The most obvious impact of a failure to agree on raising the debt limit is that it could lead to a default. This would happen if the U.S. Treasury delayed interest or principal payments on Treasury securities. A technical default would occur if the Treasury failed to make payments when due on its non-interest obligations, such as to government contractors or to recipients of entitlements such as Social Security.
A default would be unprecedented and would likely have significant global market and economic repercussions. The greatest one would be damage to U.S. credibility. We caught a glimpse of this in 2011 during a previous debt ceiling debate when Standard and Poor’s, a major ratings agency, downgraded its U.S. credit rating, citing among other things a diminished “predictability of American policymaking.”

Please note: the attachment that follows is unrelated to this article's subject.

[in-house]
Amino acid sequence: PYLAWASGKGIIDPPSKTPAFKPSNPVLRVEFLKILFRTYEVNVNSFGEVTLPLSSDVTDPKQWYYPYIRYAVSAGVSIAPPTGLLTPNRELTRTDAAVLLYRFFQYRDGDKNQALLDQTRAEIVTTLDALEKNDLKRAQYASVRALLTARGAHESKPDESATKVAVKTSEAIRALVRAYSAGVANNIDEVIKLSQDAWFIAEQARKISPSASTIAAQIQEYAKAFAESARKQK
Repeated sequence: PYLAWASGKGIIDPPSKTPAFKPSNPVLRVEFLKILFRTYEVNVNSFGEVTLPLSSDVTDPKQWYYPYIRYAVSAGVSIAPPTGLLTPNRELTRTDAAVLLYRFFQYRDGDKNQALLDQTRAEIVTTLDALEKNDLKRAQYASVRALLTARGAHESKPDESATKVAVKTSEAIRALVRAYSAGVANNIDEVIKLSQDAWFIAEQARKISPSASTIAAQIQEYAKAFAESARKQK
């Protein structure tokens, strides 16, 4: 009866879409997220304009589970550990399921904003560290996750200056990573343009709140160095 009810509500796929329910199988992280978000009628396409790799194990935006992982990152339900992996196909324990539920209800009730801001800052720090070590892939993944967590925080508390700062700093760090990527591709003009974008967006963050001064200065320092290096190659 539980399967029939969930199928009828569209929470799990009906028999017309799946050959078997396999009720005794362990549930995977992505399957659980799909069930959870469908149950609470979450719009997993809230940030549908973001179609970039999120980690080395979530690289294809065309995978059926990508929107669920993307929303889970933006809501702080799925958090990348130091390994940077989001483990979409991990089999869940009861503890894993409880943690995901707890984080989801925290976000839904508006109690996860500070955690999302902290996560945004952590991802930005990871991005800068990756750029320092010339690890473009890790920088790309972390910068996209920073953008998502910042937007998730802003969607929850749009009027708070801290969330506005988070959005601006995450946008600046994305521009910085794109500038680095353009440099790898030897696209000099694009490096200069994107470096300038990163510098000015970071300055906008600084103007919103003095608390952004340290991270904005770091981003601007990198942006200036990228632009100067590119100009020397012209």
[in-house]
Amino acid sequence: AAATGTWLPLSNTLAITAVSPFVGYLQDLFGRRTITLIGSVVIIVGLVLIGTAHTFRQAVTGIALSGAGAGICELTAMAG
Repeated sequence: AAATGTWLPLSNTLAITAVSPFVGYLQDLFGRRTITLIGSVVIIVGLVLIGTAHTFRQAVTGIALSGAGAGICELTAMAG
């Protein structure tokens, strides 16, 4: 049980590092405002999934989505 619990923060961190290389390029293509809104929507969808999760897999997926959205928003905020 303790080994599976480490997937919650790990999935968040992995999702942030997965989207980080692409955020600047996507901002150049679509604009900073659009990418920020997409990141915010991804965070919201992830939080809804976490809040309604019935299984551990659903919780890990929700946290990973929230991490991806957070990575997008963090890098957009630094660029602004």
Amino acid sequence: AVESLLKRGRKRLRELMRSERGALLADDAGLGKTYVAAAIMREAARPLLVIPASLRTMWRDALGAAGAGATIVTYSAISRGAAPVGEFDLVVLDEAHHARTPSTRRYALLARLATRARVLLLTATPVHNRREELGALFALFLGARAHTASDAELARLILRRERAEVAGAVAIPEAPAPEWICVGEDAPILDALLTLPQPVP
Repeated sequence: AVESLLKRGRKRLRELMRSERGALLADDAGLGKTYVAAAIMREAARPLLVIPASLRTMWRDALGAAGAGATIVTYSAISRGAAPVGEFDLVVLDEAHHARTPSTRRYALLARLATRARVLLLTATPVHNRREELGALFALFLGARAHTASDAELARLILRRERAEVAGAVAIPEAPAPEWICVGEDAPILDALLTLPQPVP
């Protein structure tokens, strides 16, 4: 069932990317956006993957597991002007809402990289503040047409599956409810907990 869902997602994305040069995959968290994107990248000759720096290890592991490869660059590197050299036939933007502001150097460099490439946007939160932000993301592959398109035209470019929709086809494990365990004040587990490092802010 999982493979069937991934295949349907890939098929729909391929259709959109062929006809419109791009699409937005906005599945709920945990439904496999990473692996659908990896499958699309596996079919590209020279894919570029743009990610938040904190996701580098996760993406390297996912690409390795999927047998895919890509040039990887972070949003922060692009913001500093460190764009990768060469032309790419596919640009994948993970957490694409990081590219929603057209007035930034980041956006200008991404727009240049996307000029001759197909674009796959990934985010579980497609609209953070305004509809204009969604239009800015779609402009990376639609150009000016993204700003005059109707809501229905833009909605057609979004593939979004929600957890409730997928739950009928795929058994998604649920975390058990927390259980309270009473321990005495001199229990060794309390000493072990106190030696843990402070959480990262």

But should the United States default, it would no longer be able to fully reap the benefits—notably, financing on the best possible terms—bestowed on the most reliable debtors. The government’s own financing costs, borne by taxpayers, could increase. And since broader borrowing costs are pegged to Treasuries, interest rates would likely also rise for businesses, homeowners, and consumers.
Stocks would probably be pressured as higher rates made companies’ future cash flows less predictable. Spillover effects to global markets and economies would be likely. Such developments occurring at a time when global recessionary risks are already increasing make averting such a scenario even more important.
To be clear, we don’t doubt for a minute the government’s ultimate ability to pay its obligations. Our assessment of the minimal credit risk posed by the United States is supported by its strong economic fundamentals, excellent market access and financing flexibility, and favorable long-term prospects, along with the dollar’s status as a global reserve currency.